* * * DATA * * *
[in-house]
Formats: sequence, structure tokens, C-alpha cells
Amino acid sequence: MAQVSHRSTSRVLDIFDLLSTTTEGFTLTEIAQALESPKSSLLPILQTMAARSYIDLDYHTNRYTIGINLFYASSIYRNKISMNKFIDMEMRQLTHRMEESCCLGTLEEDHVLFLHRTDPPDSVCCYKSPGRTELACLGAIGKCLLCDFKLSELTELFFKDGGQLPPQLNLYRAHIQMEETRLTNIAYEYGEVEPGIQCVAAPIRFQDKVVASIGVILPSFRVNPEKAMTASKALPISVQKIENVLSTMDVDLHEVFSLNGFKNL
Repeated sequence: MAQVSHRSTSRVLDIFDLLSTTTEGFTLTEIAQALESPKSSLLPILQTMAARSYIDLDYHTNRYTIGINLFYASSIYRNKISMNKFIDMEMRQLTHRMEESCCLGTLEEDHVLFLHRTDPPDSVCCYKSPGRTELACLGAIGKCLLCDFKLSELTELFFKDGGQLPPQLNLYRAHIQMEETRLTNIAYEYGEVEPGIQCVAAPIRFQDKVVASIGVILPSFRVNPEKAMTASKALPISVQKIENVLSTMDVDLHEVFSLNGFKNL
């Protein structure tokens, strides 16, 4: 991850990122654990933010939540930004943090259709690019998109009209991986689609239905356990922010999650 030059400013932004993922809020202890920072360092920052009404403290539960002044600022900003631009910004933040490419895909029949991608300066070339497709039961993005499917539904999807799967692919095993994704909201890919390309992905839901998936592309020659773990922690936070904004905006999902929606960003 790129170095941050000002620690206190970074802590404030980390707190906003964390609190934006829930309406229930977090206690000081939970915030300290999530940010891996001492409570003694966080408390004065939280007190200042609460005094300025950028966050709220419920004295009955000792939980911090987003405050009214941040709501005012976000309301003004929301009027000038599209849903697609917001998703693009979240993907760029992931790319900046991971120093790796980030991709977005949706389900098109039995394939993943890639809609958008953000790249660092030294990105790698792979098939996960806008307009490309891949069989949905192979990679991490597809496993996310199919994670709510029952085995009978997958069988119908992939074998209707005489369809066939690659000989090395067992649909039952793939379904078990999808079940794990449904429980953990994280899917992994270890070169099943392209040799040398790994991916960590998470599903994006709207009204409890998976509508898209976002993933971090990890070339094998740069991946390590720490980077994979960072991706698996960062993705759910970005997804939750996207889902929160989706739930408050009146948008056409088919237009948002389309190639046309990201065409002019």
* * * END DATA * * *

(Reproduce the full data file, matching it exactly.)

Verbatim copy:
[in-house]
Formats: sequence, structure tokens, C-alpha cells
Amino acid sequence: MAQVSHRSTSRVLDIFDLLSTTTEGFTLTEIAQALESPKSSLLPILQTMAARSYIDLDYHTNRYTIGINLFYASSIYRNKISMNKFIDMEMRQLTHRMEESCCLGTLEEDHVLFLHRTDPPDSVCCYKSPGRTELACLGAIGKCLLCDFKLSELTELFFKDGGQLPPQLNLYRAHIQMEETRLTNIAYEYGEVEPGIQCVAAPIRFQDKVVASIGVILPSFRVNPEKAMTASKALPISVQKIENVLSTMDVDLHEVFSLNGFKNL
Repeated sequence: MAQVSHRSTSRVLDIFDLLSTTTEGFTLTEIAQALESPKSSLLPILQTMAARSYIDLDYHTNRYTIGINLFYASSIYRNKISMNKFIDMEMRQLTHRMEESCCLGTLEEDHVLFLHRTDPPDSVCCYKSPGRTELACLGAIGKCLLCDFKLSELTELFFKDGGQLPPQLNLYRAHIQMEETRLTNIAYEYGEVEPGIQCVAAPIRFQDKVVASIGVILPSFRVNPEKAMTASKALPISVQKIENVLSTMDVDLHEVFSLNGFKNL
């Protein structure tokens, strides 16, 4: 991850990122654990933010939540930004943090259709690019998109009209991986689609239905356990922010999650 030059400013932004993922809020202890920072360092920052009404403290539960002044600022900003631009910004933040490419895909029949991608300066070339497709039961993005499917539904999807799967692919095993994704909201890919390309992905839901998936592309020659773990922690936070904004905006999902929606960003 790129170095941050000002620690206190970074802590404030980390707190906003964390609190934006829930309406229930977090206690000081939970915030300290999530940010891996001492409570003694966080408390004065939280007190200042609460005094300025950028966050709220419920004295009955000792939980911090987003405050009214941040709501005012976000309301003004929301009027000038599209849903697609917001998703693009979240993907760029992931790319900046991971120093790796980030991709977005949706389900098109039995394939993943890639809609958008953000790249660092030294990105790698792979098939996960806008307009490309891949069989949905192979990679991490597809496993996310199919994670709510029952085995009978997958069988119908992939074998209707005489369809066939690659000989090395067992649909039952793939379904078990999808079940794990449904429980953990994280899917992994270890070169099943392209040799040398790994991916960590998470599903994006709207009204409890998976509508898209976002993933971090990890070339094998740069991946390590720490980077994979960072991706698996960062993705759910970005997804939750996207889902929160989706739930408050009146948008056409088919237009948002389309190639046309990201065409002019």